Assistive Technology for People who use Wheelchairs Free Trial - Pass The OT

Assistive Technology for Wheelchairs Users


Device What it is How it is used Who would use it – diagnoses Examples Videos
Head control

A device that allows switches to be mounted on or near the headrest of a wheelchair. Switches are activated by moving the head to press the switch. Quadriplegia due to:
-spinal cord injury C4-C5
-cerebral palsy
-advanced multiple sclerosis
-advanced muscular dystrophy
A man with quadriplegic cerebral palsy turns on his radio by tilting his head to the side to press a switch mounted to the side of his headrest.
Head pointer

A pointing device that is mounted to head gear. The head gear for the device is worn on top of the head. The head is moved to maneuver the pointer. Quadriplegia due to:
-spinal cord injury C4-C5
-advanced multiple sclerosis
-advanced muscular dystrophy
A woman with advanced multiple sclerosis uses her head pointer to turn the pages of her book.
Sip ‘n’ Puff switch

A switch that is activated by blowing or sucking on a tube. The mouth is used to blow through the tube for some functions or suck on the tube for other functions. Quadriplegia due to:
-spinal cord injury C1-C3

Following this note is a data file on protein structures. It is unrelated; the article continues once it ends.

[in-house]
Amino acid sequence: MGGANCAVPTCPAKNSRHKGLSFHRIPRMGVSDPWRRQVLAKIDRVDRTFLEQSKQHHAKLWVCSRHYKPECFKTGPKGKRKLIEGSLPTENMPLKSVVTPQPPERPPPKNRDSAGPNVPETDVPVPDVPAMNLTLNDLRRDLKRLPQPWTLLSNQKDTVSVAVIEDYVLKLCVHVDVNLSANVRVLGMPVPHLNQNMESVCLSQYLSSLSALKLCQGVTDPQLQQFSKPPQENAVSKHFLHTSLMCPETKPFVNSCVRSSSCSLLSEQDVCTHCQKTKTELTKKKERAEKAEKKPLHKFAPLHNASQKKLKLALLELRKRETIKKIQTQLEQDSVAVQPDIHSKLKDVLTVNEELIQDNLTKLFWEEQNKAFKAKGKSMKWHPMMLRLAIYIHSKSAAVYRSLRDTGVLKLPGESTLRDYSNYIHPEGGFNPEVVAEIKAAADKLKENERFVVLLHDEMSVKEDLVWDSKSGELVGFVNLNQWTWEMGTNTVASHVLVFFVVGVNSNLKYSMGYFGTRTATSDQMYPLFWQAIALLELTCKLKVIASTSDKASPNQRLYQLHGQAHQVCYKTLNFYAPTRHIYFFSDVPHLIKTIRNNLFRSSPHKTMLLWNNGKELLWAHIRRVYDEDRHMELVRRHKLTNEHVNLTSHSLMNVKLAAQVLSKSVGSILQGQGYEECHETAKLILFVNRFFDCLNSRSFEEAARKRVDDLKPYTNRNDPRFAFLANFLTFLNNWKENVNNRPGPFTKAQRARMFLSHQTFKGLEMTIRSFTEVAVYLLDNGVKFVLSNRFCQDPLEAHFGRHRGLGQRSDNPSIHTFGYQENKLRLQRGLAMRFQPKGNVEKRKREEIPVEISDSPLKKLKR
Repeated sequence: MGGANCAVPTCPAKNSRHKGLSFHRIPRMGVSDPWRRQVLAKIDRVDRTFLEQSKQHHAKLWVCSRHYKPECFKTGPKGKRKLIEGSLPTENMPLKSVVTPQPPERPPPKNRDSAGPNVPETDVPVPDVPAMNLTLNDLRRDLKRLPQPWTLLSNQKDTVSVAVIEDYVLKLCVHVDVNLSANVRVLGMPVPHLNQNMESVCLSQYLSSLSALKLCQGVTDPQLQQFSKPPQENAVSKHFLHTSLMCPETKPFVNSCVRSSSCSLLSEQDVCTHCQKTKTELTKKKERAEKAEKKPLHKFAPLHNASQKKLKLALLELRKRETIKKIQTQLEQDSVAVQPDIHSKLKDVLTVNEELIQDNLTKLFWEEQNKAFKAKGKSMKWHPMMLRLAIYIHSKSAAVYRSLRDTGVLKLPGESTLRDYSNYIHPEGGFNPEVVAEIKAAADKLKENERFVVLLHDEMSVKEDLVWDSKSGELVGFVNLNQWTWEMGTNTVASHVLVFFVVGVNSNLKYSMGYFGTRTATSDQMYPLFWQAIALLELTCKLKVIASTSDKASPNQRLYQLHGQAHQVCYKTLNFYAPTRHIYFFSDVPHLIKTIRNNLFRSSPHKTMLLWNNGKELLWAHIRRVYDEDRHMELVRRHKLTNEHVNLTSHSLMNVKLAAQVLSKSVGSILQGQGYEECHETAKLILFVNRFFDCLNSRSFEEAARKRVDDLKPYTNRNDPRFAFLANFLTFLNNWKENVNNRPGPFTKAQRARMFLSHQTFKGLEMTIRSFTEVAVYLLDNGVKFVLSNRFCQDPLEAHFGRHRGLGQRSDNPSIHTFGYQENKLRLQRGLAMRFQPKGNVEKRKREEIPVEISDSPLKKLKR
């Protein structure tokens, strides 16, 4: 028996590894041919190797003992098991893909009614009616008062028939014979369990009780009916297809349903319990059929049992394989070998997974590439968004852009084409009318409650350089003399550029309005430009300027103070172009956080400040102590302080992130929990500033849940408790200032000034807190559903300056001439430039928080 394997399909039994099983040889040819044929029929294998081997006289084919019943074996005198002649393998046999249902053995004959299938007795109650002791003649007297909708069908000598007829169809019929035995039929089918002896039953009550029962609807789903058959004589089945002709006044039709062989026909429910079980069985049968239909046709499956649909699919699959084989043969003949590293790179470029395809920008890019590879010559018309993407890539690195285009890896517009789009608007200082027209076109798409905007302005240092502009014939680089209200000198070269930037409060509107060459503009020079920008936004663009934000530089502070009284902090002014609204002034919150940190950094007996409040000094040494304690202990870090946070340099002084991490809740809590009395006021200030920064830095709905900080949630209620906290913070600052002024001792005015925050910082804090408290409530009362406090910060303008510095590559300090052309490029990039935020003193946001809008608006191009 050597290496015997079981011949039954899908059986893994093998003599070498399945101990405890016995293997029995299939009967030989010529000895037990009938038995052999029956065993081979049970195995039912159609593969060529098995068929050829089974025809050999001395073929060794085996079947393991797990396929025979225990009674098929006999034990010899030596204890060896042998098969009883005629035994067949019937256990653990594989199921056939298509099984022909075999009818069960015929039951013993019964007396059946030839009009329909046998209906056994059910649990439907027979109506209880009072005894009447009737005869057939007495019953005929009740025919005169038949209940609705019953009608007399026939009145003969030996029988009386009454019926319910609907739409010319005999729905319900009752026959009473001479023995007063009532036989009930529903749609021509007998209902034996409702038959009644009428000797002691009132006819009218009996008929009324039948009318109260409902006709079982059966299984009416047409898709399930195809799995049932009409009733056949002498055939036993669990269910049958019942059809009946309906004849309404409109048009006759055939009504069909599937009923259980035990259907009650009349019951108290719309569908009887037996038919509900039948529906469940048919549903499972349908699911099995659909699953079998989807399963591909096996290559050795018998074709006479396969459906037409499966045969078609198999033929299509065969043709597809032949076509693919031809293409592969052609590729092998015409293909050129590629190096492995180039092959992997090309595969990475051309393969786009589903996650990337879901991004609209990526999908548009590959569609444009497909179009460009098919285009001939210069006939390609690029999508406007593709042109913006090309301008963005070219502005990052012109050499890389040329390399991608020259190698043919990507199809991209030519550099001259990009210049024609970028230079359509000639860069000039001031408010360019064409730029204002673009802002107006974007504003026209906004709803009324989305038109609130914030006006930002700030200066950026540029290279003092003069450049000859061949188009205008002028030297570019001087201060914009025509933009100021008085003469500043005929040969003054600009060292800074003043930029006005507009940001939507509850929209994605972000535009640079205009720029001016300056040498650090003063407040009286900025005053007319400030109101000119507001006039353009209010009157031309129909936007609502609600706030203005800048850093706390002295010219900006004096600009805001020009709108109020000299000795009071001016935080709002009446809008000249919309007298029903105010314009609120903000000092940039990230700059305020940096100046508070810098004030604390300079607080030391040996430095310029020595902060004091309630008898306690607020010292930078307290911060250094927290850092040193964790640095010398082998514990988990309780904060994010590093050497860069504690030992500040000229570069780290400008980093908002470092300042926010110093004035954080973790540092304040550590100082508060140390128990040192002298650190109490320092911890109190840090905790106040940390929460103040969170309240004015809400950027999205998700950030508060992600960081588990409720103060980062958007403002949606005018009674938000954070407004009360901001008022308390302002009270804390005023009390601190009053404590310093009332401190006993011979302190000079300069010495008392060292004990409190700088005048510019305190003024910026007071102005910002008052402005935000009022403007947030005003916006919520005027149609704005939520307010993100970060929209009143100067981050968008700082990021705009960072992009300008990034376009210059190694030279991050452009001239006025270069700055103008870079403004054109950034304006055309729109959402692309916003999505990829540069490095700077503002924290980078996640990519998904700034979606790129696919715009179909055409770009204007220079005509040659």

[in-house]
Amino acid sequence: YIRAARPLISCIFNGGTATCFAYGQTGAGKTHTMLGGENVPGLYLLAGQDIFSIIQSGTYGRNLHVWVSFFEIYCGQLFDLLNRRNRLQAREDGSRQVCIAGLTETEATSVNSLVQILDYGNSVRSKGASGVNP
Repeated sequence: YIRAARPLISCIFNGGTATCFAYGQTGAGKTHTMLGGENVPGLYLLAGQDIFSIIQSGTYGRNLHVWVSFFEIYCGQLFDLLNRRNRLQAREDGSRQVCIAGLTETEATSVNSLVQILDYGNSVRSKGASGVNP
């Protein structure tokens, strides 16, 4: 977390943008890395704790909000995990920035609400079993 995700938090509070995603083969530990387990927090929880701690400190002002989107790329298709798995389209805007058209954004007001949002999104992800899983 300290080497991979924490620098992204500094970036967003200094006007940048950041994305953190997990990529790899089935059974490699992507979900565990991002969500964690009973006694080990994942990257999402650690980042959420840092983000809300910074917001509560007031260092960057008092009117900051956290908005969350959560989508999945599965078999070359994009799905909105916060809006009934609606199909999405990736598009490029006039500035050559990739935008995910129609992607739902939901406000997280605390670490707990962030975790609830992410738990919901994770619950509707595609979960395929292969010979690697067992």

-advanced amyotrophic lateral sclerosis
A man with a C3 spinal cord injury uses a sip n puff interface to operate his computer.
Track ball

A computer mouse that incorporates a ball held in by a socket. The ball is connected to sensors within the mouse that detect its movement The thumb or fingers are used to roll the ball to move the pointer on the computer screen. -spinal cord injury C7-C8
-multiple sclerosis
Muscular dystrophy
-cerebral palsy
-advanced seizure disorder
-severe traumatic brain injury (TBI)
A boy with a severe TBI uses a track ball to move the computer cursor while doing his homework.
Dual-handed keyboard

A keyboard with keys placed in several ergonomic positions to allow easy access to all keys. Both hands are used to type on the keyboard. The keys are placed to allow for minimal hand and wrist movement while typing. -spinal cord injury C7-C8
-multiple sclerosis
-muscular dystrophy
-severe rheumatoid arthritis
A secretary with severe rheumatoid arthritis uses a dual-handed keyboard on her computer at work.
Reading Pen

A pen sized text scanner. A pen sized text scanner. -traumatic brain injury
-cognitive disorders
-learning disabilities
A high school student with a learning disability scans the large words of her science book into the reading pen and listens to the pronunciation of the words through the text to speech function.
Prone stander

A standing table that tilts forward.

Assistive devices are placed on the front of the stander.

The person is placed in the stander with the front of his or her torso on the supporting devices. The stander is leaned forward to facilitate extension of the body. -cerebral palsy
-traumatic brain injury
-severe seizure disorder
-muscular dystrophy
-spina bifida
A teenager with severe cerebral palsy uses a prone stander to participate in a group project with his classmates.